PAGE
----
Before I go hence, Heb. before I go, to wit, unto the grave, as this phrase is used, Genesis 15:2 25:32; or the way of all the earth, as the phrase is completed, Joshua 23:14; or whence I shall not return, as it is Job 10:21; or, which is all one, into that place and state in which I shall not be, to wit, amongst the living, or in this world, as this phrase is frequently used, both in Scripture, as Genesis 5:24 37:30 42:36, and in heathen authors; of which see my Latin Synopsis.

O spare me,.... Or "look from me" (f); turn away thy fierce countenance from me; or "cease from me (g), and let me alone"; as in Job 10:20; from whence the words seem to be taken, by what follows:

that I may recover strength; both corporeal and spiritual:

before I go hence; out of this world by death:

and be no more; that is, among men in the land of the living; not but that he believed he should exist after death, and should be somewhere, even in heaven, though he should return no more to the place where he was; see Job 10:20, when a man is born, he comes into the world; when he dies, he goes out of it; a phrase frequently used for death in Scripture; so the ancient Heathens called death "abitio", a going away (h).

(f) "respice aliorsum a me", Gejerus; "averte visum a me", Michaelis. (g) "Desine a me", Pagninus; "desiste a me", Junius & Tremellius, Piscator, Cocceius; "cessa a me", Vatablus. (h) Fest. Pomp. apud Schindler. Lexic. col. 440.

O spare me, that I may recover strength, {k} before I go hence, and be no more.

(k) For his sorrow caused him to think that God would destroy him completely, by which we see how hard it is for the saints to keep a measure in their words, when death and despair assails them.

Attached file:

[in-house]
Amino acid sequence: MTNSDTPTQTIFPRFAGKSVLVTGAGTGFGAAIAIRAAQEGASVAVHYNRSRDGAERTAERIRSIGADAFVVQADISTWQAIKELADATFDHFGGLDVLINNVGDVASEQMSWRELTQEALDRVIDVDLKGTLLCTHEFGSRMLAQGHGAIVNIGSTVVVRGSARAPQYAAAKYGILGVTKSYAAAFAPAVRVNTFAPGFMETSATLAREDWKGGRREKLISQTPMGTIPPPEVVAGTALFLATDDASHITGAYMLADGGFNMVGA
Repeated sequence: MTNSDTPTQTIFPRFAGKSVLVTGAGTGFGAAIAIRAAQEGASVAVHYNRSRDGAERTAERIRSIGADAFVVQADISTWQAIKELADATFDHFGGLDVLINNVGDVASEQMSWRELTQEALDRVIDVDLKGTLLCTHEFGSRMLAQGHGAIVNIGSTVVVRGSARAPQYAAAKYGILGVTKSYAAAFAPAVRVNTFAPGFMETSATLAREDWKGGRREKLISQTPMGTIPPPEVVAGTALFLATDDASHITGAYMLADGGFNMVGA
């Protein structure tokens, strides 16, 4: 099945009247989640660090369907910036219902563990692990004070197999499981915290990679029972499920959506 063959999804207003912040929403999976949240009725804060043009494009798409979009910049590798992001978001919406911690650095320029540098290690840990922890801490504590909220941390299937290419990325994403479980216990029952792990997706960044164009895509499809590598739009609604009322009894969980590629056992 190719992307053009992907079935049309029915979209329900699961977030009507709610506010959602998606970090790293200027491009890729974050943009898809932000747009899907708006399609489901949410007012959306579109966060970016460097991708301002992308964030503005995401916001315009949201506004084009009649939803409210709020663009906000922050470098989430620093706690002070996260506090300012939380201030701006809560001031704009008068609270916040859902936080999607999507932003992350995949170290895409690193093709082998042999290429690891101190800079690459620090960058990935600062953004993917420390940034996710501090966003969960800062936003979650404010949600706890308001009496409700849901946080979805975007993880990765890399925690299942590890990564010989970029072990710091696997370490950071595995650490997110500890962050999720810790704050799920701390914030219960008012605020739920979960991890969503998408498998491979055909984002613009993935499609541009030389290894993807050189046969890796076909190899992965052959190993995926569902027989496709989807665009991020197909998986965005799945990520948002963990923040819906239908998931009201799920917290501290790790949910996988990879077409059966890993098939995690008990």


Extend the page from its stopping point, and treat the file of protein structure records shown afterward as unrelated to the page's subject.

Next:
13. O spare me] So Jerome, parce mihi. But more exactly, Look away from me. Cheyne renders, ‘avert thy frown.’

that I may recover strength] Lit. brighten up, as the sky when the clouds clear.

Parallels for every phrase in the verse are to be found in Job. See Job 7:19; Job 14:6; Job 10:20-21; Job 7:8 (R.V.).

It is, as Delitzsch remarks, the heroic character of Old Testament faith, that in the midst of the enigmas of life, and in full view of the deep gloom enshrouding the future, it throws itself unconditionally into the arms of God.

Verse 13. - O spare me, that I may recover strength, before I go hence, and be no more. The Psalmist, no longer anxious for death, but still expecting it, requests of God, in conclusion, a breathing-space, a short time of refreshment and rest, before he is called on to leave the earth and "be no more ;" i.e. bring his present state of existence to an end. Nothing is to be gathered from the expression used as to his expectation or non-expectation of a future life.

Psalm 39:13(Heb.: 39:13-14) Finally, the poet renews the prayer for an alleviation of his sufferings, basing it upon the shortness of the earthly pilgrimage. The urgent שׁמעה is here fuller toned, being שׁמעה.